Ohta, Y. High-efficiency genetic transformation of maize by a mixture of pollen and exogenous DNA. Proc. Natl Acad. Sci.  USA  83, 715–719 (1986).

  19. 19.

    Touraev, A., Stöger, E., Voronin, V. & Heberle-Bors, E. Plant male germ line transformation. Plant J. 12, 949–956 (1997).

  20. 20.

    Abdul-Baki, A. A., Saunders, J. A., Matthews, B. F. & Pittarelli, G. W. DNA uptake during electroporation of germinating pollen grains. Plant Sci. 70, 181–190 (1990).

  21. 21.

    Aronen, T. S., Nikkanen, T. O. & Häggman, H. M. Compatibility of different pollination techniques with microprojectile bombardment of Norway spruce and Scots pine pollen. Can. J. For. Res. 28, 79–86 (1998).

  22. 22.

    Barinova, L. et al. Antirrhinum majus microspore maturation and transient transformation in vitro. J. Exp. Bot. 53, 1119–1129 (2002).

  23. 23.

    Fernando, D. D., Owens, J. N. & Misra, S. Transient gene expression in pine pollen tubes following particle bombardment. Plant Cell Rep. 19, 224–228 (2000).

  24. 24.

    Folling, L. & Olesen, A. Transformation of wheat (Triticum aestivum L.) microspore-derived callus and microspores by particle bombardment. Plant Cell Rep. 23, 629–636 (2001).

  25. 25.

    Tjokrokusumo, D., Heinrich, T., Wylie, S., Potter, R. & McComb, J. Vacuum infiltration of Petunia hybrida pollen with Agrobacterium tumefaciens to achieve plant transformation. Plant Cell Rep. 19, 792–797 (2000).

  26. 26.

    Kumlehn, J., Serazetdinova, L., Hensel, G., Becker, D. & Loerz, H. Genetic transformation of barley (Hordeum vulgare L.) via infection of androgenetic pollen cultures with Agrobacterium tumefaciens. Plant Biotechnol. J. 4, 251–261 (2006).

  27. 27.

    Kim, S.-S., Shin, D.-I. & Park, H.-S. Transient β-glucuronidase expression in lily (Lilium longflorum L.) pollen via wounding-assisted Agrobacterium-mediated transformation. Biotechnol. Lett. 29, 965–969 (2007).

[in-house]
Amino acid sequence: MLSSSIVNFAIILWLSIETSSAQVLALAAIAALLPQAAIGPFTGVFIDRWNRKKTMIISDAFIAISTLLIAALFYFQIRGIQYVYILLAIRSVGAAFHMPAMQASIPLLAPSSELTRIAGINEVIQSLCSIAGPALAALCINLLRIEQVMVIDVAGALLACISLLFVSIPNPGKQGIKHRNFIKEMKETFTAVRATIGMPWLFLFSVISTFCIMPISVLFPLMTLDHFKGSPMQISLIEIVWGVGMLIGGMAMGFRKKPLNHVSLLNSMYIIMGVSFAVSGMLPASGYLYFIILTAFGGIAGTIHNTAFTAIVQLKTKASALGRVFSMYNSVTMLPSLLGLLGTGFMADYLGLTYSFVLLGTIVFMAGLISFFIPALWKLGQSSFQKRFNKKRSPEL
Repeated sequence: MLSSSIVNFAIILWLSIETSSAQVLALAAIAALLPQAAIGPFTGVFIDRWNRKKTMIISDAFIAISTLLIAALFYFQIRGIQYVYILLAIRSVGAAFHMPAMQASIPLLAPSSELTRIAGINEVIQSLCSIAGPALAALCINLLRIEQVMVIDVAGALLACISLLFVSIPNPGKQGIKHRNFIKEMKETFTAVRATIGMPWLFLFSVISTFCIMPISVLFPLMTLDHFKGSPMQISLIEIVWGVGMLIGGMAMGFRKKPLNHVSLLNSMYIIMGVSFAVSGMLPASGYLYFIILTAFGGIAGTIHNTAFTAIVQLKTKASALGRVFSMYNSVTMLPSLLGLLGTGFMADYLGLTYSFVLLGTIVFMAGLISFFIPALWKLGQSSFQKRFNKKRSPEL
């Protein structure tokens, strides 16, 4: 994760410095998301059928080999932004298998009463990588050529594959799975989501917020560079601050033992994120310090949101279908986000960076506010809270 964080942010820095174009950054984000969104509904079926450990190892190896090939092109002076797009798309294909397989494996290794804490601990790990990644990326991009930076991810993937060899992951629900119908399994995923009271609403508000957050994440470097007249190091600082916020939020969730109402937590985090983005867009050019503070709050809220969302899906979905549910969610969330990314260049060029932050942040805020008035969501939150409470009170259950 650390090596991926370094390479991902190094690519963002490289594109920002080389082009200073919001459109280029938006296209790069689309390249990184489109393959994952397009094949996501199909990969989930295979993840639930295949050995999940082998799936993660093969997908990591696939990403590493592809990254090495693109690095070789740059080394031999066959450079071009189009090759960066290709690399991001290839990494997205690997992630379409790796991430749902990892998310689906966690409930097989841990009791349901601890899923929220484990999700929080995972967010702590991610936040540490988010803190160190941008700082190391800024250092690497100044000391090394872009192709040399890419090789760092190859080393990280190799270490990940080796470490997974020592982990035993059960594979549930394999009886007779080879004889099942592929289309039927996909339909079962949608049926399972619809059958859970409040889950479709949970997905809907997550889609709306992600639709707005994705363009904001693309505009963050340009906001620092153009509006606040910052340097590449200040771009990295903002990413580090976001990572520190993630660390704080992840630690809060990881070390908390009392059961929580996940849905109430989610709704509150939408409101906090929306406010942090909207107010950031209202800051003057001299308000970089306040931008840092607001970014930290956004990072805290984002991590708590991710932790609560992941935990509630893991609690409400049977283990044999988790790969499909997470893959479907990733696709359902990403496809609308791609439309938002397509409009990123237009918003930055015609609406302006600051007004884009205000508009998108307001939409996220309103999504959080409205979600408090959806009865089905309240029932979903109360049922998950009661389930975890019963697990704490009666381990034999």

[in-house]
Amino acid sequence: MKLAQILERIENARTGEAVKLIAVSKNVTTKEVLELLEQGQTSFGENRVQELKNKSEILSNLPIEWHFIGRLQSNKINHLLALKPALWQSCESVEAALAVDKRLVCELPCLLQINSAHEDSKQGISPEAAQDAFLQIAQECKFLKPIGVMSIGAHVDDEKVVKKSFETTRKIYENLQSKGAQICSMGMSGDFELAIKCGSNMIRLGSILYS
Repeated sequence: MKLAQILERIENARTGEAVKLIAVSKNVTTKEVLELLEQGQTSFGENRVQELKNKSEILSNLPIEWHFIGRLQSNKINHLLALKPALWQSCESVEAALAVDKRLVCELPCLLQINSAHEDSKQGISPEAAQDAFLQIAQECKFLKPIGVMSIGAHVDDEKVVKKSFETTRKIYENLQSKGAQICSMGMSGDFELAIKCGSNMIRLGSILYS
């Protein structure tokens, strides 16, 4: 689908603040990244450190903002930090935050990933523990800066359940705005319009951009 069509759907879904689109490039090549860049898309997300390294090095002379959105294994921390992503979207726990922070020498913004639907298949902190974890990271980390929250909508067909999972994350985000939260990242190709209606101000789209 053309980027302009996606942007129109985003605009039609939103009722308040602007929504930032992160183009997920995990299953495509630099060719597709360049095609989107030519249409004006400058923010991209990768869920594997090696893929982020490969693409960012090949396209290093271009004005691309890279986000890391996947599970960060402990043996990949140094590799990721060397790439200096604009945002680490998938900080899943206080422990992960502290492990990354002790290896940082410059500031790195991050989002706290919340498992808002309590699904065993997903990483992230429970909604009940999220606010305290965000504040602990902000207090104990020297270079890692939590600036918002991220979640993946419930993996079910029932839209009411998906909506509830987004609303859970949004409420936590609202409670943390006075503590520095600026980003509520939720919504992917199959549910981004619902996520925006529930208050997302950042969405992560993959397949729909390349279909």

28. 28.

    Wang, H. & Jiang, L. W. Transient expression and analysis of fluorescent reporter proteins in plant pollen tubes. Nat. Protoc. 6, 419–426 (2011).

  29. 29.

    Ali, A., Bang, S. W., Chung, S. M. & Staub, J. E. Plant transformation via pollen tube-mediated gene transfer. Plant Mol. Bio. Rep. 33, 742–747 (2015).

  30. 30.

    Eapen, S. Pollen grains as a target for introduction of foreign genes into plants: an assessment. Physiol. Mol. Biol. Plants 17, 1–8 (2011).

  31. 31.

    Torney, F., Trewyn, B. G., Lin, V. S. & Wang, K. Mesoporous silica nanoparticles deliver DNA and chemicals into plants. Nat. Nanotechnol. 2, 295–300 (2007).

  32. 32.

    Scherer, F. et al. Magnetofection: enhancing and targeting gene delivery by magnetic force in vitro and in vivo. Gene Ther. 9, 102–109 (2002).

  33. 33.

    Dobson, J. Gene therapy progress and prospects: magnetic nanoparticle-based gene delivery. Gene Ther. 13, 283–287 (2006).

  34. 34.

    Plank, C., Zelphati, O. & Mykhaylyk, O. Magnetically enhanced nucleic acid delivery. Ten years of magnetofection-progress and prospects. Adv. Drug Deliv. Rev. 63, 1300–1331 (2011).

  35. 35.

    Hao, R. et al. Synthesis, functionalization, and biomedical applications of multifunctional magnetic nanoparticles. Adv. Mater. 22, 2729–2742 (2010).

  36. 36.

    Tseng, P., Judy, J. W. & Di Carlo, D. Magnetic nanoparticle-mediated massively parallel mechanical modulation of single-cell behavior. Nat. Methods 9, 1113–1119 (2012).

  37. 37.

    Wang, Y. et al. A magnetic nanoparticle-based multiple-gene delivery system for transfection of porcine kidney cells. Plos ONE 9, e102886 (2014).

  38. 38.

    Chen, W. et al. Characterization and insights into the nano liposomal magnetic gene vector used for cell co-transfection. J. Nanosci. Nanotechnol. 15, 1–7 (2014).

  39. 39.

    Zhao, X. et al. Morphology, structure and function characterization of PEI modified magnetic nanoparticles gene delivery system. Plos ONE 9, e98919 (2014).

  40. 40.

    Wang, Y. et al. Study on performance of magnetic fluorescent nanoparticles as gene carrier and location in pig kidney cells. Nanoscale Res. Lett. 8, 127 (2013).

  41. 41.